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[41] for [p. 51] where lust holds despotic sway self-control has no place, and in pleasure's realm there is not a single spot where virtue can put her foot.

“Imagine,” he begged, to make his meaning clearer, “imagine a person enjoying the most exquisite bodily pleasure to be had. No one will doubt, I think, that such a man, while in the midst of this enjoyment, is incapable of any mental action, and can accomplish nothing requiring reason and reflection. Hence there is nothing so hateful and so pernicious as pleasure, since, if indulged in too much and too long, it turns the light of the soul into utter darkness.” My Tarentine host Nearchus, who remained steadfast in his friendship to the Roman people, told me that, according to tradition, Archytas uttered these words while conversing with Pontius the Samnite, father of the man who defeated the consuls Spurius Postumius and Titus Veturius at the Caudine Forks.1 Indeed he further told me that Plato the Athenian was present and heard Archytas deliver this discourse, and, upon investigation, I find that Plato did come to Tarentum in the consulship of Lucius Camillus and Appius Claudius.2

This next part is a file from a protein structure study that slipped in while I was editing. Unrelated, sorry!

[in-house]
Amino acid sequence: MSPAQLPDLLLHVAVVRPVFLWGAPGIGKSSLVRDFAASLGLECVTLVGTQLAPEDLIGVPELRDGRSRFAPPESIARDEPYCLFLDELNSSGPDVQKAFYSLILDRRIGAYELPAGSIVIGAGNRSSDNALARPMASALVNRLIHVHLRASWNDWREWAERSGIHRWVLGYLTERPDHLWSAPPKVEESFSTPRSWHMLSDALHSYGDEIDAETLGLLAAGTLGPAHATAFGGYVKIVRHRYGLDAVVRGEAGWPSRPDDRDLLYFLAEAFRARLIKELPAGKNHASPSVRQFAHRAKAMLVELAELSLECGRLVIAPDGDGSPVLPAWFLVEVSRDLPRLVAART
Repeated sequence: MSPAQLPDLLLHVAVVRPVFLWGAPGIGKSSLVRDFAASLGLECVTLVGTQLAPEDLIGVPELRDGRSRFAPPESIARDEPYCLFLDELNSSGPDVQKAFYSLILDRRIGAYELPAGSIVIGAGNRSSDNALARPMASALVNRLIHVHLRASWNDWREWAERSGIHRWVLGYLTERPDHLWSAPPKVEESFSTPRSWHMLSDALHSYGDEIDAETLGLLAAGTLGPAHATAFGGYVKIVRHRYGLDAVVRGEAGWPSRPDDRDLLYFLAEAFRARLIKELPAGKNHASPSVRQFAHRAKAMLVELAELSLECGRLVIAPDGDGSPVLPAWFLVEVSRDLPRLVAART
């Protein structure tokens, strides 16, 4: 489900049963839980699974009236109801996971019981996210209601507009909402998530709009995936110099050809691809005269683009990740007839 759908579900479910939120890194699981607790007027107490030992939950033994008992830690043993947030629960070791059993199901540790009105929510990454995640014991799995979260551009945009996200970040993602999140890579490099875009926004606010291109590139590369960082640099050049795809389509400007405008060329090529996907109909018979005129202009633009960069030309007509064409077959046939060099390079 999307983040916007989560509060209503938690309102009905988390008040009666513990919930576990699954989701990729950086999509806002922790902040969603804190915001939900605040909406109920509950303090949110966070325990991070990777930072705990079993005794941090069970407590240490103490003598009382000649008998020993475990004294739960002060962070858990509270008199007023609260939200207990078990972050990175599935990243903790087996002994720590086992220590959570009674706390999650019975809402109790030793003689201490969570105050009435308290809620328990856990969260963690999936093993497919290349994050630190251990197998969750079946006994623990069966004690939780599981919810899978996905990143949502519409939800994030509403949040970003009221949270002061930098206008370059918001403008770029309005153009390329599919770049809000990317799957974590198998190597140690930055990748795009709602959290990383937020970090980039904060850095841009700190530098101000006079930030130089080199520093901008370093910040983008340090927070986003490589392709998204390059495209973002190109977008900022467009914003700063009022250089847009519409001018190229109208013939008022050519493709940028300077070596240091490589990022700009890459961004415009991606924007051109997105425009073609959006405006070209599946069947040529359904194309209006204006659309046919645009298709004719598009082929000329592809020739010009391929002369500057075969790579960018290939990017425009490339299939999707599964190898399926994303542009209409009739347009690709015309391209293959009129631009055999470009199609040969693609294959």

1 321 B.C.

2 That is, in 349 B.C. when Plato was 79 years old and too old, it is thought, to have visited Italy. The date of his last visit is usually given as 361.

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